By CalCoastNews staff
To say 2022 was an eventful year in San Luis Obispo County would be an understatement. The top 10 stories of 2022 include the SLO County Board of Supervisors moving left, Diablo Canyon remaining open, and San Simeon board agrees to pay officials legal bills.
4. The SLO County Board Of Supervisors swings left
Following one of the nastiest election seasons in recent history, the San Luis Obispo County Board of Supervisors now has a liberal majority led by supervisors Bruce Gibson, Dan Ortiz-Legg and Jimmy Paulding.
In the June election, Arroyo Grande resident Paulding won the District 4 Board of Supervisors’ seat displacing incumbent Lynn Compton. Then Gibson beat Dr. Bruce Jones by a slim margin of 13 votes.
Gibson’s reelection insured a liberal balance of power on the board.
Expect major changes with Gibson already disclosing plans to begin water banking in the Paso Robles water basin and to stop county counsel from continuing the legal battle against a group that filed suit regarding redistricting boundaries.
5. Plans to keep Diablo Canyon Nuclear Power Plant operating until 2030
After 40 years in operation, Diablo Canyon Nuclear Power Plant was set to be decommissioned in 2025. Diablo Canyon currently provides 10% of California’s electric power.
Earlier this year, then Republican Assemblyman Jordan Cunningham and Democratic SLO County Supervisor Dawn Ortiz-Legg called for officials to consider whether Diablo Canyon should remain open at least 10 years past its scheduled decommissioning.
In April, California Gov. Gavin Newsom announced he was looking into keeping Diablo open beyond its planned 2025 closure.
Shortly afterwards, lawmakers approved a $1.4-billion loan to PG&E to help the utility extend the life of Diablo Canyon. Newsom said the extension is critical to ensure statewide energy system reliability as the state moves away from fossil fuels.
The Biden administration announced in late November plans to give Pacific Gas & Electric a $1.1-billion grant to help the company keep operating Diablo. Portions of the $1.1-billion grant could be used to pay back the state’s $1.4-billion loan.
The extension of the plant will temporarily save 1,500 primarily local jobs, according to the U.S. Department of Energy.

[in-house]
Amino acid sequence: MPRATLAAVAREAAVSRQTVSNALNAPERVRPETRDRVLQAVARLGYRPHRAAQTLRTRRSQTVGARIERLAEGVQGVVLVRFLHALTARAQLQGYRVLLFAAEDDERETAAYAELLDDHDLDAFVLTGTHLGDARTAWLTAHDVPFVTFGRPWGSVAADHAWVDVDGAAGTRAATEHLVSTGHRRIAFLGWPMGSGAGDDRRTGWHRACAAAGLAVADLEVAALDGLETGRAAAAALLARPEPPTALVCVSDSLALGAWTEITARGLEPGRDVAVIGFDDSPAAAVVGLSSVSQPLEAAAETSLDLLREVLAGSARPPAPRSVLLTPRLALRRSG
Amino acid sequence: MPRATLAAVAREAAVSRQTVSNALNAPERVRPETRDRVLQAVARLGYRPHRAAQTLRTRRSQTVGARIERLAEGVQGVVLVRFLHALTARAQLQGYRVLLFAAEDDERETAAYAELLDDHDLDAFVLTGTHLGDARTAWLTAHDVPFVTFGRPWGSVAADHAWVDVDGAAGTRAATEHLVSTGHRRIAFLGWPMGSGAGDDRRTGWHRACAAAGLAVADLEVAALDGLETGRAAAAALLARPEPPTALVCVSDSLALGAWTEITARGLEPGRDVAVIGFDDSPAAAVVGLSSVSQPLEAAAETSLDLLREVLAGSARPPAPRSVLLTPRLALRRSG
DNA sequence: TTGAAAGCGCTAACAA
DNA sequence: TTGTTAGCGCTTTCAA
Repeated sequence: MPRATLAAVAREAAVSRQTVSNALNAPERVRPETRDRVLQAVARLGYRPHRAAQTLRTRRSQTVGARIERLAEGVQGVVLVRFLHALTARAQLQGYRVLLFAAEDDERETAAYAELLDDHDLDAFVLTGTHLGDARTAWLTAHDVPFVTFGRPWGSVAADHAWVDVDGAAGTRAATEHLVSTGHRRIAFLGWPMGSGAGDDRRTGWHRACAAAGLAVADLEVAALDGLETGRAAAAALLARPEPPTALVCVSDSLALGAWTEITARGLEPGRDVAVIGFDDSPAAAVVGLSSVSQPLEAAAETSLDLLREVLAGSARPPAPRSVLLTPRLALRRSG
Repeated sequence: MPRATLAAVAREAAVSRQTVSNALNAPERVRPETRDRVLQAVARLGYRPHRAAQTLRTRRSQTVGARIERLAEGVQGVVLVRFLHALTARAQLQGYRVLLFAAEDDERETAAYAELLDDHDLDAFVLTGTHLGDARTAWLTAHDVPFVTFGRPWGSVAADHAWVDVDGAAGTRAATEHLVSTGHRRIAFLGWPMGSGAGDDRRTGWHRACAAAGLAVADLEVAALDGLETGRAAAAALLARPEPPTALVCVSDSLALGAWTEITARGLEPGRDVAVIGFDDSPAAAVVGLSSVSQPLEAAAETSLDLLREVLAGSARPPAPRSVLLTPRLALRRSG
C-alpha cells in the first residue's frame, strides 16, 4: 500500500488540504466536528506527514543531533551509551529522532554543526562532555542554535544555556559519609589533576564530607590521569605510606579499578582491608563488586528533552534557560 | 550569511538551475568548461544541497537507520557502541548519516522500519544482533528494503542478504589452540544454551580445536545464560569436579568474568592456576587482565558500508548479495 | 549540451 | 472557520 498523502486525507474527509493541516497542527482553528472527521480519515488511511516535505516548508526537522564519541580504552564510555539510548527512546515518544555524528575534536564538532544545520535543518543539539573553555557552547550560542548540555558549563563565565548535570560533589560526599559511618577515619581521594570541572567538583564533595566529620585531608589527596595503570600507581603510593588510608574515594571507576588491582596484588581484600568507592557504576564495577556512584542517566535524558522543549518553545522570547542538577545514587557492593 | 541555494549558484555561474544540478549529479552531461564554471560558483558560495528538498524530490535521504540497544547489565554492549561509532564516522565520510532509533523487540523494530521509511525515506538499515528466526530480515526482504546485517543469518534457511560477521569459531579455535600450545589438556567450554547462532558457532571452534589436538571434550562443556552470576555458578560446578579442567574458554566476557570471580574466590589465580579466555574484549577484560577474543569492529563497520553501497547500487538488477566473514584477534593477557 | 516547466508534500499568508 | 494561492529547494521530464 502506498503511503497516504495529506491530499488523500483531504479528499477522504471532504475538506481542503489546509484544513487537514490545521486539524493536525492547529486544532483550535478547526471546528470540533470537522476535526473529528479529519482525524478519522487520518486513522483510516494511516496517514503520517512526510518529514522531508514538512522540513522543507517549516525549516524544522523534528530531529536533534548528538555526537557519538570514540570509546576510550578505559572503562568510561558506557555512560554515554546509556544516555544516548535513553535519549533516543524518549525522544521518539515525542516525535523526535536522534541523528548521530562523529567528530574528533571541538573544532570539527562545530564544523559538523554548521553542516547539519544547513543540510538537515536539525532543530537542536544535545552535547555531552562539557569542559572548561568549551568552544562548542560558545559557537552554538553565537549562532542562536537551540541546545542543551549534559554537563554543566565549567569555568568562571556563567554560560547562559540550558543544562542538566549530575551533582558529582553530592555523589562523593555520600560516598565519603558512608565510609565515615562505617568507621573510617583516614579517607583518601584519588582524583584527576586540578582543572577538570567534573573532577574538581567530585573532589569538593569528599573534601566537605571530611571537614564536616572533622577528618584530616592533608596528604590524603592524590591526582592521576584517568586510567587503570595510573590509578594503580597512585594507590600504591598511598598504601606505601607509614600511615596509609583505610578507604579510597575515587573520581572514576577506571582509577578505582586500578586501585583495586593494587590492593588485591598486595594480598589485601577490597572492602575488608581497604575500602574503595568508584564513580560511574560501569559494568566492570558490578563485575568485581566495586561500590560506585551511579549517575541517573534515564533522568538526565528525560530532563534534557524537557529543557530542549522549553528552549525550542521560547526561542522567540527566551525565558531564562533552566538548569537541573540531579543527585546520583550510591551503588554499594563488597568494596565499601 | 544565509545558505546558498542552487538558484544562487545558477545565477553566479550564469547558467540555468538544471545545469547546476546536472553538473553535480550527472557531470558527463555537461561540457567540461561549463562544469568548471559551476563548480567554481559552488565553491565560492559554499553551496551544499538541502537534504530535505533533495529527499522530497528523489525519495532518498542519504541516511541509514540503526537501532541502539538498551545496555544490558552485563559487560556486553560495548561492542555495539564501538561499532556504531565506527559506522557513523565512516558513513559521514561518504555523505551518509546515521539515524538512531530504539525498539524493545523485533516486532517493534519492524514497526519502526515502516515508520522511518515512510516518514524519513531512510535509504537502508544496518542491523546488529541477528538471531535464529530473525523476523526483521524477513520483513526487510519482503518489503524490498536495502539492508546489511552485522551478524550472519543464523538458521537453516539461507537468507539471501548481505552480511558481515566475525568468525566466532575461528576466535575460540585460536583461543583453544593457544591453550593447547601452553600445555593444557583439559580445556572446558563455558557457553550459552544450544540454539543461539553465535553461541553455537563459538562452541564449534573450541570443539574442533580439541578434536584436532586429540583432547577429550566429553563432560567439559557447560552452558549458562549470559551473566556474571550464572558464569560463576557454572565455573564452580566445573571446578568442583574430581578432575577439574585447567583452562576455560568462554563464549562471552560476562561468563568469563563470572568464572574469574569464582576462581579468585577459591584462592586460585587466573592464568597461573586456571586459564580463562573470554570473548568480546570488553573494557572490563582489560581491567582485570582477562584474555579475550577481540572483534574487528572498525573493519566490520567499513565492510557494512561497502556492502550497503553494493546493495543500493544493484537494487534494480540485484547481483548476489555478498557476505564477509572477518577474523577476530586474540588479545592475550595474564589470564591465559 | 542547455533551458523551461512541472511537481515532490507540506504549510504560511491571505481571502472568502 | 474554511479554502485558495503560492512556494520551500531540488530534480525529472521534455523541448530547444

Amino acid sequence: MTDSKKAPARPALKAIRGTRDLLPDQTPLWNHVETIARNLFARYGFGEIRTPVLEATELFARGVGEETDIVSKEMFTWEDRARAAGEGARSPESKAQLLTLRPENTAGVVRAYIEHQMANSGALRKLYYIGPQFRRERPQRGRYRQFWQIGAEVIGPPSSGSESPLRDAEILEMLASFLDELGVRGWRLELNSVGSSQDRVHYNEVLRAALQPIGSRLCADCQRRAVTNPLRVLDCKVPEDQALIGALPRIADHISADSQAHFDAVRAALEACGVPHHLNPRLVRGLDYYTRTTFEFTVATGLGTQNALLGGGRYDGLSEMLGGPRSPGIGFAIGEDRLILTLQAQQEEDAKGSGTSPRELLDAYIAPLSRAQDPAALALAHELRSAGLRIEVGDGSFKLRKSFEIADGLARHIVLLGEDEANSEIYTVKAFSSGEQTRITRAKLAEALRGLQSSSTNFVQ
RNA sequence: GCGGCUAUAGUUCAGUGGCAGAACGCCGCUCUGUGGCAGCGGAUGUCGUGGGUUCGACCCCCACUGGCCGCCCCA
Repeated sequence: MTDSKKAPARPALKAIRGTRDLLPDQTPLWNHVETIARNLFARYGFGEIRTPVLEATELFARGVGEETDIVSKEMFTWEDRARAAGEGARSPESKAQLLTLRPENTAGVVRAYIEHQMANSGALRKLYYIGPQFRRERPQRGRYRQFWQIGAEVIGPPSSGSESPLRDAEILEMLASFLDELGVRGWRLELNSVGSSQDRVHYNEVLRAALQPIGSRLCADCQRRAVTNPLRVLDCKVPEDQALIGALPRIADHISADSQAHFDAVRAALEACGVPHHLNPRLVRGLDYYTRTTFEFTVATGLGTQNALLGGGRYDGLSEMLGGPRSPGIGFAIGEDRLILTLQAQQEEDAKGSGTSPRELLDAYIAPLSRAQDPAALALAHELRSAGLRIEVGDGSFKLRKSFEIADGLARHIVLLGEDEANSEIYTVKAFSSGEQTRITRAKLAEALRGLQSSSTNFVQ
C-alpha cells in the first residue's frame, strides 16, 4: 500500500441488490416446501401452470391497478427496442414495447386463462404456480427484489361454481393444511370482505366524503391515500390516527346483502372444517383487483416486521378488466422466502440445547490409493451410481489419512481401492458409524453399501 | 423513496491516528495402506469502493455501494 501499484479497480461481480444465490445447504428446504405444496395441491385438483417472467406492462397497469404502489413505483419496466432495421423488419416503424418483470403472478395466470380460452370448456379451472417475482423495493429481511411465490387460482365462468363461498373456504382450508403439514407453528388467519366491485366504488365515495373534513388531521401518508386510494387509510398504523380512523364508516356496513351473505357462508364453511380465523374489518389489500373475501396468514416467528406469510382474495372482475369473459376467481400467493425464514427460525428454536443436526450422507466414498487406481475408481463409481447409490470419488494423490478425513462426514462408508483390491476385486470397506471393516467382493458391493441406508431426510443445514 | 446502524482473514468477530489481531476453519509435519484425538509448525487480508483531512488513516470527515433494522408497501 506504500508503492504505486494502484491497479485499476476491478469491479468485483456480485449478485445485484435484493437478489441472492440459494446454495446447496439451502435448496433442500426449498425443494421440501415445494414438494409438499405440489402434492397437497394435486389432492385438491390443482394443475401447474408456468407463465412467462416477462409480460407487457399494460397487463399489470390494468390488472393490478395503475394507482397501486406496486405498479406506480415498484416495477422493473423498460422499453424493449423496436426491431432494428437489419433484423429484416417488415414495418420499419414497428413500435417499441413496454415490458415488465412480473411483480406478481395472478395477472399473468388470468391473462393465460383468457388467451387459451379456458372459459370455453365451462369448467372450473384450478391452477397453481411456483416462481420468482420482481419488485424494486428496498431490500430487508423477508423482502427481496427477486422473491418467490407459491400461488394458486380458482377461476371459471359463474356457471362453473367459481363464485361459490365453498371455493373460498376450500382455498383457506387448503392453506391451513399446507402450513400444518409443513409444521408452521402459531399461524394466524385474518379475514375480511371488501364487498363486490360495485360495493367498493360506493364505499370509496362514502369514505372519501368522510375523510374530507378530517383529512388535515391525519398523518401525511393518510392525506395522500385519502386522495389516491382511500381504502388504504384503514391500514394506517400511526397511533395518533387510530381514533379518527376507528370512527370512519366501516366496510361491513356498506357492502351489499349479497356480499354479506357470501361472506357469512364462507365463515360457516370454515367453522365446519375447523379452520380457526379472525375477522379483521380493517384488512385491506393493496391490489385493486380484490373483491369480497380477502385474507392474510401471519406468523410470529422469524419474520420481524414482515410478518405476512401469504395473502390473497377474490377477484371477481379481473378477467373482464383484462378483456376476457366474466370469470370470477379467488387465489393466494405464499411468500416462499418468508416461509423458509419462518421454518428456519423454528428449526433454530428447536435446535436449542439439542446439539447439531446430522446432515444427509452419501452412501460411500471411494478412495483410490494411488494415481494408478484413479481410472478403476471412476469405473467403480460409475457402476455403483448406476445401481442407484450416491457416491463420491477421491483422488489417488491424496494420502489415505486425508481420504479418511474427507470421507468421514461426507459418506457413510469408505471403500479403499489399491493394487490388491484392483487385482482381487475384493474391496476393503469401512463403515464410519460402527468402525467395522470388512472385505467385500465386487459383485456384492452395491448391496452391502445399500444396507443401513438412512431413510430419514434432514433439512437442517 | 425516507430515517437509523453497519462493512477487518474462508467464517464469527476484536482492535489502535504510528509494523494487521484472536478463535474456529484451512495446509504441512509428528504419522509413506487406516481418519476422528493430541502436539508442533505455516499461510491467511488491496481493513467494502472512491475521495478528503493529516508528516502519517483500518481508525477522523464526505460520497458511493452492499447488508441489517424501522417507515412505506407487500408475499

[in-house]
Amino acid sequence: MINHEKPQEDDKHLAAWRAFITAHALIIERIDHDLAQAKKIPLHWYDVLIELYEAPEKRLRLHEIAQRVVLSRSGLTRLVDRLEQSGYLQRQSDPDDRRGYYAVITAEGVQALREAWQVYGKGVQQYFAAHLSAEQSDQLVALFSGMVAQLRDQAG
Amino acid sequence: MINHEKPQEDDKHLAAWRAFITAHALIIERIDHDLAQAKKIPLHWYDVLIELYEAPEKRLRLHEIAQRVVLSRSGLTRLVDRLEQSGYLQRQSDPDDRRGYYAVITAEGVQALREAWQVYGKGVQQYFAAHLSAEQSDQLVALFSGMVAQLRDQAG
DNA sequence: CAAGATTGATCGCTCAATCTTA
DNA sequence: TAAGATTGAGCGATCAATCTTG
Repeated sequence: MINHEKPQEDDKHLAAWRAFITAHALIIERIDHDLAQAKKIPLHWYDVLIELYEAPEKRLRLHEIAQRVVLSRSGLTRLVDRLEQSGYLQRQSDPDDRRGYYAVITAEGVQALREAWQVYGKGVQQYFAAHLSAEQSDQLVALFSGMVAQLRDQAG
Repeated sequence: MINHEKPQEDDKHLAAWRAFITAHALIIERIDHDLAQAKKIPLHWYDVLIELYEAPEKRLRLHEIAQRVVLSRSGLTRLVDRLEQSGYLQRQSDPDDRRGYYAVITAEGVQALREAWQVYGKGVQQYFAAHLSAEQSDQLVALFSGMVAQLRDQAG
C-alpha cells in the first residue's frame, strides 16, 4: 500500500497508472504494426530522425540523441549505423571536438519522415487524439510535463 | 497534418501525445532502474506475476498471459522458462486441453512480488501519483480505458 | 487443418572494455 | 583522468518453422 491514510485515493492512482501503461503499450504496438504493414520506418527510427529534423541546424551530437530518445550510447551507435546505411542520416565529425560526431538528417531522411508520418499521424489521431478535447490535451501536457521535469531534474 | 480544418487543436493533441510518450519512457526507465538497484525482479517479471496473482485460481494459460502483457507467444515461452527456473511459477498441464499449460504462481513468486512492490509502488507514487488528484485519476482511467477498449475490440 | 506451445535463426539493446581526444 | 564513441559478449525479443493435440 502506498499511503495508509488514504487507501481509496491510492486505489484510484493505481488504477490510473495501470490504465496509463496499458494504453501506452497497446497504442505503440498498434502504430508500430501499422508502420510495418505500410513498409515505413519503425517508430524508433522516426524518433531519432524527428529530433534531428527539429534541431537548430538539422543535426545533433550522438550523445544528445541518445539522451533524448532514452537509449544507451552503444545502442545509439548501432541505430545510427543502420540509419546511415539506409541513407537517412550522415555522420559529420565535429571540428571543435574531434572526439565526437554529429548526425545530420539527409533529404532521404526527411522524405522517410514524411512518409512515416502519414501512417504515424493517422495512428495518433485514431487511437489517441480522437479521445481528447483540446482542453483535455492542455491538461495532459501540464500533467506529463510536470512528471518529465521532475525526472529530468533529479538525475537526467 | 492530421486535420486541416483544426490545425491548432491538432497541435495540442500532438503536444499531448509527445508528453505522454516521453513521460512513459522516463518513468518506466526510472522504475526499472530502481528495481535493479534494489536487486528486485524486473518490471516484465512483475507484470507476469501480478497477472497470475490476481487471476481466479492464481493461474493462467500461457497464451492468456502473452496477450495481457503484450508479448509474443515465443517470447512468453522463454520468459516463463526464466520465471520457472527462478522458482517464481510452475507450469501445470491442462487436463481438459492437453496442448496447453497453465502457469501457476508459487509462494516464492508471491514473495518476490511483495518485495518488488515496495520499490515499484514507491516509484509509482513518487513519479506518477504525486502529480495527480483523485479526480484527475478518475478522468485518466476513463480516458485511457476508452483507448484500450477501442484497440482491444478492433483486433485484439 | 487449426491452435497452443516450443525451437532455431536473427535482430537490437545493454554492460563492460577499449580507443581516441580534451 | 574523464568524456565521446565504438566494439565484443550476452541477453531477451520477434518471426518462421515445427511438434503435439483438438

6. San Simeon board votes to pay controversial official’s legal bills
With lame duck directors, then legal counsel Jeffrey Minnery asked the San Simeon Community Services District Board to pay an additional $141,000 in legal bills for the district manager, bills related to a SLO County District Attorney’s Office investigation. The board then voted to pay the legal bills.
The SLO County District Attorney’s Office filed a civil suit last year alleging illegal business practices and false advertising against a company paid to manage the San Simeon Community Services District.
The complaint accuses Charlie Grace and his company Grace Environmental Services, which is paid to manage the district, of unfair and illegal business practices.
Three people ran unopposed for three open seats on the board: incumbent Michael Donahue, Karina Tiwana and Jacqueline Diamond. All three candidates voiced concerns regarding Grace, his company Grace Environmental Services and Minnery.
Concerned that Minnery appeared to be working primarily to support Grace and special interests at a cost to the ratepayers, the new directors sought to have the review of legal counsel placed on the agenda. However, Grace denied their request and Minnery submitted his resignation, “effective as soon as new counsel can be appointed.”
“It has been a pleasure to work with you over the past several years,” Minnery wrote in his Dec. 5 letter of resignation. “I suggest the board seek new representation as quickly as possible.”